The best books to capture Canada’s colourful immigration history

Valerie Knowles Author Of Strangers at Our Gates: Canadian Immigration and Immigration Policy, 1540-2015
By Valerie Knowles

The Books I Picked & Why

Canada and immigration: Public policy and public concern

By Freda Hawkins

Book cover of Canada and immigration: Public policy and public concern

Why this book?

This book, which was written when serious questions were being asked about Canadian immigration, is a gold mine of information on this delicate and emotional subject. The research is both extensive and meticulous. Moreover, the author does not just cite and explain facts about events and circumstances, she also provides clues as to what she feels constitutes an immigration policy.


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The Making of the Mosaic: A History of Canadian Immigration Policy

By Ninette Kelley, Michael Trebilcock

Book cover of The Making of the Mosaic: A History of Canadian Immigration Policy

Why this book?

Canadian immigration policy has always been a subject of fierce political and public debate and in this authoritative work Ninette Kelley and Michael Trebilcock examine the interests, ideas, institutions, and rhetoric that have shaped it. The authors begin their study in the pre-Confederation period and interpret major developments in the evolution of Canadian immigration policy. Among the shameful episodes they describe are the deportations of the First World War and Great Depression and the uprooting and internment of Japanese Canadians after Pearl Harbour.


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The Little Immigrants: The Orphans Who Came to Canada

By Kenneth Bagnell

Book cover of The Little Immigrants: The Orphans Who Came to Canada

Why this book?

Journalist, author, and retired United Church minister, Kenneth Bagnell has written a vivid account of the thousands of slum children (not all of them were orphans) who were dispatched to Canada from 1869 to the late 1930s by well-meaning philanthropists, philanthropic rescue homes, and parish workhouse schools. At the time, this seemed to be the ideal solution to a two-pronged problem: what to do with the tens of thousands of children from the slums of Britain who faced a bleak future there and how to meet the soaring demand for cheap labour on Canadian farms.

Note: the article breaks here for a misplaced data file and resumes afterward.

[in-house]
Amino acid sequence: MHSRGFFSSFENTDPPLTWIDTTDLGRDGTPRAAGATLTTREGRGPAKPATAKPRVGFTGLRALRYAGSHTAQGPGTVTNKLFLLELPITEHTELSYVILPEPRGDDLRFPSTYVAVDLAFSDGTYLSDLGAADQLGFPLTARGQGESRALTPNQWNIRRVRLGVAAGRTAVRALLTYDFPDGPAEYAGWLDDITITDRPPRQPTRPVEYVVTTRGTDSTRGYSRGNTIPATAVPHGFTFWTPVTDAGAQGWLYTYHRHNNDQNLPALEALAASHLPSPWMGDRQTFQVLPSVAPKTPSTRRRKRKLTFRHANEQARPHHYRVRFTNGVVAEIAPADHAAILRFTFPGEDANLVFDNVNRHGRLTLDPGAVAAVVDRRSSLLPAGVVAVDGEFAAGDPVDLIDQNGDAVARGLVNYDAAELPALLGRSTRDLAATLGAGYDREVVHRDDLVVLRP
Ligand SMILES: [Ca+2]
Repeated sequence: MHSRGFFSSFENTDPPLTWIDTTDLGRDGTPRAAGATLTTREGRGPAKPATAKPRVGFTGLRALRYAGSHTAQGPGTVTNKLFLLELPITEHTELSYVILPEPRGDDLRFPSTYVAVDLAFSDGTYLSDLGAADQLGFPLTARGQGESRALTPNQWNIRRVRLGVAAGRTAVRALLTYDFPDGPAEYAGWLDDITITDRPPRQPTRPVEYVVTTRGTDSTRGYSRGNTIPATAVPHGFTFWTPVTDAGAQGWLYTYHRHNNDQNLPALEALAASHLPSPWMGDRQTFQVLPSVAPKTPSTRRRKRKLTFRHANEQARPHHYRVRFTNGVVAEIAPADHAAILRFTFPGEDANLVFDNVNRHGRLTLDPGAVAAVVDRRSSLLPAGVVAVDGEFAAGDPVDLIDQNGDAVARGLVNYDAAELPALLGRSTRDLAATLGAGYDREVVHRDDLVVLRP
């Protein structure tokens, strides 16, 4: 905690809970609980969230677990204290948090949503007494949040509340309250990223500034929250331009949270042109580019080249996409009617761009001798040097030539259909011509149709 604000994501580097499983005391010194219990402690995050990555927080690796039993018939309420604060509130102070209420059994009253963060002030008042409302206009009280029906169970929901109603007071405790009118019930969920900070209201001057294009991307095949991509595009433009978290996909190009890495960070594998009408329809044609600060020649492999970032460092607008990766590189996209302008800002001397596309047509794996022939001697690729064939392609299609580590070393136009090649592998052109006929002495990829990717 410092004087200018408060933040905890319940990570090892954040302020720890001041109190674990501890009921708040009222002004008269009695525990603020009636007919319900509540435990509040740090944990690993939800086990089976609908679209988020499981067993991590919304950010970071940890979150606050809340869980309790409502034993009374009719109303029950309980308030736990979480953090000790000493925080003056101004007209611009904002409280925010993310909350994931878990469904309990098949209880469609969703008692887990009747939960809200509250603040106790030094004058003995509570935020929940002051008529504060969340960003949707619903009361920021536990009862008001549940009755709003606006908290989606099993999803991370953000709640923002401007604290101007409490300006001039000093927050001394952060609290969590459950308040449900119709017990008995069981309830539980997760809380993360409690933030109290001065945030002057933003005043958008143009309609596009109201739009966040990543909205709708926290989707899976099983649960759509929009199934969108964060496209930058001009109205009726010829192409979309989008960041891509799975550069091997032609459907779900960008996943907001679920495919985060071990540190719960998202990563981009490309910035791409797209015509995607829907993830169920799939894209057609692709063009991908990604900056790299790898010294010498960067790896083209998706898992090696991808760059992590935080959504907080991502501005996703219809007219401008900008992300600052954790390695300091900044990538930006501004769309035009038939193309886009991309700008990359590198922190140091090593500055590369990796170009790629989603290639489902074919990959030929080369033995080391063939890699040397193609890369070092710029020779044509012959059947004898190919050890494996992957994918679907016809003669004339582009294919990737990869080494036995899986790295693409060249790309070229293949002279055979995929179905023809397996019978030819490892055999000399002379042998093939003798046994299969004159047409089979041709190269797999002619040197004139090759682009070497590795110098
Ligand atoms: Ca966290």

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Invisible Immigrants: The English in Canada since 1945

By Marilyn Barber, Murray Watson

Book cover of Invisible Immigrants: The English in Canada since 1945

Why this book?

Although the English are among the largest immigrant groups contributing to the development of modern Canada, their story remained, for the most part, untold until the publication of this book in 2015. In this carefully researched work of popular history, Marilyn Barber and Murray Watson recount the personal experiences of English immigrants who elected to come to Canada between the 1940s and 1970s, England’s last major wave of emigration. Most of these postwar English immigrants thought they were going to a country whose language and culture would be familiar. Instead, like other immigrants, they contended with separation from loved ones back home while adapting to a new landscape and culture. Moreover, although they did not appear visibly different from their neighbours, these newcomers were immediately labelled “foreigners” as soon as they started to speak.


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Running on Empty: Canada and the Indochinese Refugees, 1975-1980

By Michael Molloy, Peter Duschinsky, Kurt Jensen, Robert Shalka

Book cover of Running on Empty: Canada and the Indochinese Refugees, 1975-1980

Why this book?

The fall of Saigon in 1975, inspired the largest and most ambitious refugee resettlement program in Canada’s history. In this compelling book, former Canadian immigration officers recount the experiences of a few dozen men and women who visited 70 remote refugee camps to arrange for the selection and resettlement of thousands of individuals displaced by oppression and war in eight different countries. The long days and humid and trying conditions under which these officers worked — sometimes sleeping on their work tables and subsisting on green tea and dried noodles – make for a gripping narrative. But the history also describes the 1976 Immigration Act, which established new refugee procedures and introduced private sponsorship. Ultimately, Canada accepted and resettled 60,000 refugees, half of whom were privately sponsored.


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